- CMS on Thursday named the 25 participants selected for the first stage of its Artificial Intelligence Health Outcomes Challenge. The cohort includes a mix of providers, tech companies, consultant firms and other companies and organizations.
- The agency said it received entries from more than 300 organizations for the challenge to develop AI tools that can predict unplanned hospital admissions and adverse events as well as methods to help clinicians use data to improve quality. Those selected have about a week to confirm their participation status.
- From the 25 in the first stage, seven will be selected in April for the second round and be awarded $60,000 each. Later next year, one finalist will be selected for the $1 million prize and a runner up will receive $230,000.
The organizations making it to the first stage ranged from big names like IBM, Merck and the Mayo Clinic to academic institutions like North Carolina State University and the Columbia University Department of Biomedical Informatics.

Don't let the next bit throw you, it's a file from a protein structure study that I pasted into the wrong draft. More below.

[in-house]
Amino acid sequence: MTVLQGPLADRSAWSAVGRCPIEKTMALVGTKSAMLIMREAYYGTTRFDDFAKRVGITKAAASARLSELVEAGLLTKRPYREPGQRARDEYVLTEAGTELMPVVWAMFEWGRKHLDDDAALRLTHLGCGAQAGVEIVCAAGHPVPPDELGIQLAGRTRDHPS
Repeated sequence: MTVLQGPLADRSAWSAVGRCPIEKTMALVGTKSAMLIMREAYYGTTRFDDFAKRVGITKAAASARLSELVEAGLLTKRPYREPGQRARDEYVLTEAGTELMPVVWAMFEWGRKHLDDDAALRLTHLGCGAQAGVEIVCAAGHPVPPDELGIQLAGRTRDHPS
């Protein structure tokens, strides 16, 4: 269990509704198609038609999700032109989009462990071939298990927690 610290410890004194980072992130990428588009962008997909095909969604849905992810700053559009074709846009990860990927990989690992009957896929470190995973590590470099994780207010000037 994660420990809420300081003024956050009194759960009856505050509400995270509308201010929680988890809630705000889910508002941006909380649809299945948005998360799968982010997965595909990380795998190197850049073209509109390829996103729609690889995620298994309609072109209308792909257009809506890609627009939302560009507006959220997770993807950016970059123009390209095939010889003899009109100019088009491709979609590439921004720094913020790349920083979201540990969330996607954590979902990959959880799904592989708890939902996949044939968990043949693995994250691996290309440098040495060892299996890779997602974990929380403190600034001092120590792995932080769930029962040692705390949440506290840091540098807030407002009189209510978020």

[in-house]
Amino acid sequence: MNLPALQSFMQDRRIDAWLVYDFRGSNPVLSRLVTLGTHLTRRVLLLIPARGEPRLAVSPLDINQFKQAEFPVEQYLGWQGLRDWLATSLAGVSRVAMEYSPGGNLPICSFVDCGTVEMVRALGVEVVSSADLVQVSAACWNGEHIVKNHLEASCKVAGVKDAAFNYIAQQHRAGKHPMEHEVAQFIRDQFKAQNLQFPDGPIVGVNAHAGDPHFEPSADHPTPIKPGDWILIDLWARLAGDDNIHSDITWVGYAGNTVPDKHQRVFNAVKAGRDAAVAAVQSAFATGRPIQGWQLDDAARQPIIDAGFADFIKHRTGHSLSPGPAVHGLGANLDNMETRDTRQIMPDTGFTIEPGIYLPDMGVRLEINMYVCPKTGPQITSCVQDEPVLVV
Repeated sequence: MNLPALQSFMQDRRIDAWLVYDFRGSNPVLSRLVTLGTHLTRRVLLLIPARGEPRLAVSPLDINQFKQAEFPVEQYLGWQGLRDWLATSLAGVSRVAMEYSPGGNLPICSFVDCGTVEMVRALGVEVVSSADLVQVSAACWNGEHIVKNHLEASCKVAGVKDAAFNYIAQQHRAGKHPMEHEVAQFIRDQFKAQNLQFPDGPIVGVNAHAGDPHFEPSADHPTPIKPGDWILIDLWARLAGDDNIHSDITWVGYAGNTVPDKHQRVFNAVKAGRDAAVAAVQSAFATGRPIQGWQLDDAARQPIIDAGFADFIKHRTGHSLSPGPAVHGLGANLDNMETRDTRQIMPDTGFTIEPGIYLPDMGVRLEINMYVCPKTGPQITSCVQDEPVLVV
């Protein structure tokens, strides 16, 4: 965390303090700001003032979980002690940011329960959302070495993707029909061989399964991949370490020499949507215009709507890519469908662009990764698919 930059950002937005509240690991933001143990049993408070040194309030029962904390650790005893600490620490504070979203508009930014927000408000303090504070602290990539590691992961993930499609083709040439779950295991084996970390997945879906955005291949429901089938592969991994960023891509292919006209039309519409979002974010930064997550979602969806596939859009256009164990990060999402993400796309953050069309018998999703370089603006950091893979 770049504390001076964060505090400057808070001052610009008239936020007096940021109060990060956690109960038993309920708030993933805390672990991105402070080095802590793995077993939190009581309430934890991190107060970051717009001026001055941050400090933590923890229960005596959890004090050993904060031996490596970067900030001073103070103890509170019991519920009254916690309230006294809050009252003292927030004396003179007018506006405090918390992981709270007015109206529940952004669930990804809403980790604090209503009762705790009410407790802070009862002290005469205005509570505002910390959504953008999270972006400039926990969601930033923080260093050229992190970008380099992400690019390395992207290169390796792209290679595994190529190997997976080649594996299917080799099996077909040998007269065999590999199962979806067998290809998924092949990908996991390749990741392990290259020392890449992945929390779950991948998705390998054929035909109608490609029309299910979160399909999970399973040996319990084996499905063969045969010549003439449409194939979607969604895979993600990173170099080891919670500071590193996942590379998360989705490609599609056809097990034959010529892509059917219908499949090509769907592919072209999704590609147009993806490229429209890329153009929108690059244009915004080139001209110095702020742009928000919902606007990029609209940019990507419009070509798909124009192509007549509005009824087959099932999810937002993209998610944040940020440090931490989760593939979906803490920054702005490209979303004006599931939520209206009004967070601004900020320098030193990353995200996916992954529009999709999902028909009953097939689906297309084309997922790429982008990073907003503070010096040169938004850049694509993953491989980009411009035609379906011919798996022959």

Providers advancing include Mayo's Claims-based Learning Framework and Northwestern Medicine's Human-Machine Solution to Enhance Delivery of Relationship-Oriented Care. Jefferson Health put forward a project on using AI to improve the population health of Medicare beneficiaries and optimize ambulatory scheduling.
Broad opportunities exist for the application of AI in healthcare, but the tech is only beginning to emerge. Still, recent research showed it can be as accurate as human doctors in detecting diseases from medical imaging.
Last week at the HLTH conference in Las Vegas, Google Health head and former Geisinger CEO David Feinberg laid out plans for using AI tools to help doctors predict disease and cut red tape in hospital administrative tasks.
Google is developing products to allow doctors to spend more time with patients. Providers in the hospital are "simply becoming data clerks entering information," Feinberg said.
And as use of AI grows, so do ethical concerns. In October, major U.S. and European radiology societies called for more guidelines on ethical use of AI in imaging, including holding developers to the same "do no harm" standard as physicians.